• Even with serologic testing, diagnosis of CSD usually combines evidence from the history, serologies, epidemiology, and clinical picture. A diagnostic tool has been suggested, with diagnosis confirmed if three of the following are present:
  1. Cat or flea contact, regarless of presence of an inoculation site
  2. Negative serologies for other causes of LAD, sterile pus aspirated from a node, a positive PCR assay, and/or liver/spleen lesions seen on CT scan 
  3. Positive EIA or IFA with titer ratio greater than or equal to 1:64
  4. Biopsy showing granulomatous inflammation consistent with CSD or staining with Warthin-Starry silver stain

Treatment

  • In the immunocompetent, most cases are self-limited and only require supportive care. 
         - Most cases resolve within 2-4 months
         - Enlarged nodes may persist for months to years
         - Warm compresses may be applied to the affected nodes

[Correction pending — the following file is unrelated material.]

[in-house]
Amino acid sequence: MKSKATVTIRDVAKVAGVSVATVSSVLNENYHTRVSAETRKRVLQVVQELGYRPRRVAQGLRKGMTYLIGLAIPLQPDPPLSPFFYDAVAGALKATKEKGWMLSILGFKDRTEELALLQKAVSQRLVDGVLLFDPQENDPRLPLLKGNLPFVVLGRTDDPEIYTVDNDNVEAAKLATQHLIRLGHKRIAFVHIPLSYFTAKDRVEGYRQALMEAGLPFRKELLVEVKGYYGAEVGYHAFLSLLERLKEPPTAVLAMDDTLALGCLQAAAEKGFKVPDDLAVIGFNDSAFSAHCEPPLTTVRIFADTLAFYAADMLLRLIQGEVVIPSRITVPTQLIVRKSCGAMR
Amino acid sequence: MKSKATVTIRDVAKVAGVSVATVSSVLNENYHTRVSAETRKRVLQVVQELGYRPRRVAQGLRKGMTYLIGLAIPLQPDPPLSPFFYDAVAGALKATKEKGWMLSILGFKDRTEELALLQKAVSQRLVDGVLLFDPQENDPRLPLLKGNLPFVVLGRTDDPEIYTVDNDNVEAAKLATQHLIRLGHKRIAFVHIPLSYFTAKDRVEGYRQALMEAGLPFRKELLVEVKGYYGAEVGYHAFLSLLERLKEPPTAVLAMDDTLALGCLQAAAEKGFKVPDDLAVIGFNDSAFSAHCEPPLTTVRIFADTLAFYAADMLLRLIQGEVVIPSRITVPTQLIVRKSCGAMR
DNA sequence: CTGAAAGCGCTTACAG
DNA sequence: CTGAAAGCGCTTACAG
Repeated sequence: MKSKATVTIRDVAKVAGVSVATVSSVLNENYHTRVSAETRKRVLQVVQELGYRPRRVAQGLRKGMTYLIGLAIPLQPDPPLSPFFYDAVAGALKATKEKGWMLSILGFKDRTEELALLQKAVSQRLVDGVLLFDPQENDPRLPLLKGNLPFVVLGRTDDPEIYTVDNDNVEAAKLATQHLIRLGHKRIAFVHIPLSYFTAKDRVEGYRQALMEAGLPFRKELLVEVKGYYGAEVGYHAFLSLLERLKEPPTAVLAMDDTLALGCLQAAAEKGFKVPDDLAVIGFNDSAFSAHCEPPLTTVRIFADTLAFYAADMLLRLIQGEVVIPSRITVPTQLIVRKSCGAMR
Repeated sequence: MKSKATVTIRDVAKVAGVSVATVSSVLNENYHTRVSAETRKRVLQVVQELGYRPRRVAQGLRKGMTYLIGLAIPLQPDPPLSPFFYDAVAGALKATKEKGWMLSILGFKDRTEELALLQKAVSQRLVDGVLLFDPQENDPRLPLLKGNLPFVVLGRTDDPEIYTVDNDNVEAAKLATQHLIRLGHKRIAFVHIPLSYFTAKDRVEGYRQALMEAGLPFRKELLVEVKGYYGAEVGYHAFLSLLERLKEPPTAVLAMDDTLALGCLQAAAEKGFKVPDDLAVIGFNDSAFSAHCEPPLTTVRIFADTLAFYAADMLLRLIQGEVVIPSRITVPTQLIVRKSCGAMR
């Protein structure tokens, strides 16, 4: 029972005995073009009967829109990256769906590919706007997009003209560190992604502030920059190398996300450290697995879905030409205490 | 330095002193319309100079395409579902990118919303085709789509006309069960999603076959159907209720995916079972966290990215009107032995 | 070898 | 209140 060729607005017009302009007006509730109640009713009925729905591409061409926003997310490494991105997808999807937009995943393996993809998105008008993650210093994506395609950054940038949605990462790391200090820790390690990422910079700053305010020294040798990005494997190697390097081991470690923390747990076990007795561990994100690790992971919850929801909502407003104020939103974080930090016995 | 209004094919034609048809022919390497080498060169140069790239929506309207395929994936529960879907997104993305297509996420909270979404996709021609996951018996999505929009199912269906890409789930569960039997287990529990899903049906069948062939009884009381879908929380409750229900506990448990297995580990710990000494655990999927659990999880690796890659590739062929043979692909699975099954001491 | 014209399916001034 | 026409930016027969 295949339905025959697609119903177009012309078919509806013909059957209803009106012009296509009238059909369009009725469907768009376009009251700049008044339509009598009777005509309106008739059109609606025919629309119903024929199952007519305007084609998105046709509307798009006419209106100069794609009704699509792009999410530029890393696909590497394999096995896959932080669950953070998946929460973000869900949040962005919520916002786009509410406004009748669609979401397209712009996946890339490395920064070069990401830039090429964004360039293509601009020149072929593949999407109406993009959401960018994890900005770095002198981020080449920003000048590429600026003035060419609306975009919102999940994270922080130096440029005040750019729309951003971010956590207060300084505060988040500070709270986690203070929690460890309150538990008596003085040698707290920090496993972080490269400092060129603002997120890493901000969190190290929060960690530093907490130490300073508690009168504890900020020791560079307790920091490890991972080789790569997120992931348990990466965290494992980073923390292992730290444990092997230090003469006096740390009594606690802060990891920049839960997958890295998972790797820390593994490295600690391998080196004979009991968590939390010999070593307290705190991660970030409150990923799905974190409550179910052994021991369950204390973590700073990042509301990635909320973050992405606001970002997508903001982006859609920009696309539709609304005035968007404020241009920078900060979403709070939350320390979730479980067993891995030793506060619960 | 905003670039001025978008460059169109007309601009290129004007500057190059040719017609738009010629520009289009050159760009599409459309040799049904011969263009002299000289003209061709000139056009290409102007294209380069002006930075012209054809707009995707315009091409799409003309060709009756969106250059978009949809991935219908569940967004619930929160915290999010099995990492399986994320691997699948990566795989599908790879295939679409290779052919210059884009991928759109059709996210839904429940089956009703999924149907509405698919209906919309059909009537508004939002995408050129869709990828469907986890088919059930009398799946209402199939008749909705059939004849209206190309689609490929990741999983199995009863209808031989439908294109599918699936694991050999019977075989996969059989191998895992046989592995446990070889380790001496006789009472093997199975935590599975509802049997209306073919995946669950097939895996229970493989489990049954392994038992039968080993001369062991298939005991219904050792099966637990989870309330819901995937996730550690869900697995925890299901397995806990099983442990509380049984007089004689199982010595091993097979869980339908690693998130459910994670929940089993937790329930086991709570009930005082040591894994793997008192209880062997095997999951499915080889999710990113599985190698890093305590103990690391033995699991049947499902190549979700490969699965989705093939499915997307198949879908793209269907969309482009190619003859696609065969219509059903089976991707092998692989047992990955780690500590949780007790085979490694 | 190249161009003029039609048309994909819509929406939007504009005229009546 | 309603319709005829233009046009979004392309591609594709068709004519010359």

- Anti-pyretics and analgesics may be used as needed 
         - Many patients wil replapse within 6 months with or without treatment
  • Antimicrobials: No antimicrobial regimen has been shown to cure B. henselae. Many studies of antiobiotic treatment show little or no improvement in immunocompetent patients. Even so, many suggest antimicrobials may shorten the disease course in patients with severe symptoms and/or immunodeficiency
         - Antibiotics that have shown the highest efficacy include: Doxycycline,
         erythromycin, rifampin, penicillin, gentamicin, ceftriaxone, ciprofloxacin,
         and azithromycin. The optimal duration of therapy has not been
         determined
         - No antimicrobial therapy is effective for treating cats